Weirdness will only get you so far. For me, that's the main takeaway from this lavish sci-fi passion project from writer-director Luc Besson, who brought the world La Femme Nikita, The Fifth Element and, more recently, the bracingly out-there Lucy. Based on the long-running, well-regarded French comic series Valérian and Laureline, this Valerian may remind American viewers of a mashup of Jupiter Ascending and Avatar.
Would that that were a better thing. With unsympathetic leads, a clunky script and timeworn themes, Valerian stands and falls on the strength of its visual elements and action set-pieces — which are, yes, pretty weird, and occasionally downright marvelous.
The film opens with a clever montage chronicling humanity's early forays into space diplomacy, which also serves as backstory for the titular "city of a thousand planets." (Essentially, it's just a gigantic space station where tons of species coexist, divided into distinct ecosystems in Zootopia fashion.) Next, the narrative rockets into the 28th century, where we witness the apparent extinction of a race of peaceful supermodel aliens all too reminiscent of the aforementioned James Cameron blockbuster. Their prized possession is a "converter," a kittenish mini-dragon critter that can gobble up one space-pearl and crap out a hundred more.
Ridiculous? Very. Trippy? Deliciously. But then the plot proper kicks in. We meet our protagonists, federal agents Valerian (Dane DeHaan) and Laureline (Cara Delevingne), who have been tasked with retrieving the converter. Their personalities are male and female stereotypes of another era; their flirty bickering sounds like it was scripted by an artificial intelligence based on a template of bad '80s movies.
Two seasoned and charismatic actors might be able to pull off these retro roles and even make them fun. But DeHaan, who has a heavy-lidded Benicio Del Toro quality, is utterly miscast as a space cowboy, while Delevingne brings sullen attitude and not much else. When Rihanna pops in as a shape-shifting alien hooker-slash-actress, her acting may be a little tentative, but her husky, self-deprecating delivery gives the film a much-needed dose of humor and humanity. And she gets to recite a Paul Verlaine poem in a summer movie with a reported $180 million budget.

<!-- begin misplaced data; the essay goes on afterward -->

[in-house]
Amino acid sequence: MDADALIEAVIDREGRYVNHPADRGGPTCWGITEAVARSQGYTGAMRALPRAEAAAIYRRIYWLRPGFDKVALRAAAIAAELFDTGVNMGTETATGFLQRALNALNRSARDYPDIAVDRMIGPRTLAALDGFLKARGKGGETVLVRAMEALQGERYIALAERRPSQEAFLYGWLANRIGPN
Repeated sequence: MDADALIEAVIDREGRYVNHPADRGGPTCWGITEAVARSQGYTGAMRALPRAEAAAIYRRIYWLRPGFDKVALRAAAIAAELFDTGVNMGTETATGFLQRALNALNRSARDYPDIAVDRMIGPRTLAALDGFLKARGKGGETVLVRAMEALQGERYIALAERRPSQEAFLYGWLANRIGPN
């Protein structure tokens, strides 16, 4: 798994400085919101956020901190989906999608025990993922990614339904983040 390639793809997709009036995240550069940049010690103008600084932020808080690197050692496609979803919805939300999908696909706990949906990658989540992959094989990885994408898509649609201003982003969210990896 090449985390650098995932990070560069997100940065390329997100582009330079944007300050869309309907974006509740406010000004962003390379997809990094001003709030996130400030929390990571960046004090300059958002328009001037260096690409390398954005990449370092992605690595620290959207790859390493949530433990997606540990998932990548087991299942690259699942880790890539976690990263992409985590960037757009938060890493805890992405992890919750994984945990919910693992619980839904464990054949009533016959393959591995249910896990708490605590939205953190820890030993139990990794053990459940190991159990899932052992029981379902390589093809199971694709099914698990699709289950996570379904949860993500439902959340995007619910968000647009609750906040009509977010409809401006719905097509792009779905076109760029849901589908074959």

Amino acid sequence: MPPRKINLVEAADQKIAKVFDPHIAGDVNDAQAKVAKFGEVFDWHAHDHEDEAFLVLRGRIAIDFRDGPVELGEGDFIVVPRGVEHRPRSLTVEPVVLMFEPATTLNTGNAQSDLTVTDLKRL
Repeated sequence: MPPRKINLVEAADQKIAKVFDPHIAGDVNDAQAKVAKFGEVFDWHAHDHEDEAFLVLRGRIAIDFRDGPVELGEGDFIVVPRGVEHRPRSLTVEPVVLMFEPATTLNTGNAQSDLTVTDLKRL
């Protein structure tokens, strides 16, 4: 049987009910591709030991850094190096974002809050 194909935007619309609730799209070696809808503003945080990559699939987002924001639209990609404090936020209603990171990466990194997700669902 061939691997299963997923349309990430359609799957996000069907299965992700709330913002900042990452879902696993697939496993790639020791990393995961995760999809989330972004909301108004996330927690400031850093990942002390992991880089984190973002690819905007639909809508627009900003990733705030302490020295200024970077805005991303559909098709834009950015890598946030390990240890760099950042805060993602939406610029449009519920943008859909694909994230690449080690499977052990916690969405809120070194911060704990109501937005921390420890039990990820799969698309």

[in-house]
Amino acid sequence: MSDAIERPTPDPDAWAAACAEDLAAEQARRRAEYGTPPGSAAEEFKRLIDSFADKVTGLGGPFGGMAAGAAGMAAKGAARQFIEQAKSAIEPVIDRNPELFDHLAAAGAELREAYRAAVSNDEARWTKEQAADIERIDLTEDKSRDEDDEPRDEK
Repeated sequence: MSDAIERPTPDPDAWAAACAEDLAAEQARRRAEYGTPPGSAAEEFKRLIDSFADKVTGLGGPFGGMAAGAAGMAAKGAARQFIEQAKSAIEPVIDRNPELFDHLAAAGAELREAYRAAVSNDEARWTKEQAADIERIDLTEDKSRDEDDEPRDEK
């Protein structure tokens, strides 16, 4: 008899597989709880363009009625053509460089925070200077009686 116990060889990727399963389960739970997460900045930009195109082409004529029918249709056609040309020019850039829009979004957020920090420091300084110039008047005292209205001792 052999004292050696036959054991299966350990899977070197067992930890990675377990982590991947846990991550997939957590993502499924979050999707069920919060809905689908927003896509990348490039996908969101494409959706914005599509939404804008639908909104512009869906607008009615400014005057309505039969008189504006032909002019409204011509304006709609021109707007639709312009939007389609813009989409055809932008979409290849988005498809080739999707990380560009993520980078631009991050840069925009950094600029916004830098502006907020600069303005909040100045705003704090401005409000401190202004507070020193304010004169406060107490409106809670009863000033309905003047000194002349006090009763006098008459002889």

Yes, Besson and crew definitely deserve some credit for gumming up the gears of the blockbuster machine. If you're the sort of person who can enjoy a film as a series of disconnected episodes of creative oddness, ignoring its central narrative, you're more likely to like Valerian. The detours and asides in this long movie are far more fun than the "important" parts.
It's easy, for instance, to enjoy a long chase sequence in which Valerian's hand and the rest of his body are stuck in two different dimensions. Or a digression in which Laureline is captured by giant, cat-eyed, man-eating frog aliens. (Naturally, she's forced to don a pretty dress, à la Marion in Raiders of the Lost Ark.)
Just don't ask why the characters are engaged in all this absurdity in the first place. Why did they decide to become space cops? What is their bosses' agenda? Only rarely do motives crystallize, and by then it's often too late to make us care.
In an age of preprogrammed, focus-grouped entertainment, there's always something to be said for weirdness. But Valerian is weird in ways that, if you've seen Besson's previous films, may not feel that weird anymore. It makes excellent use of the song "Space Oddity," but it's been a while since a movie could get a pass on oddness alone.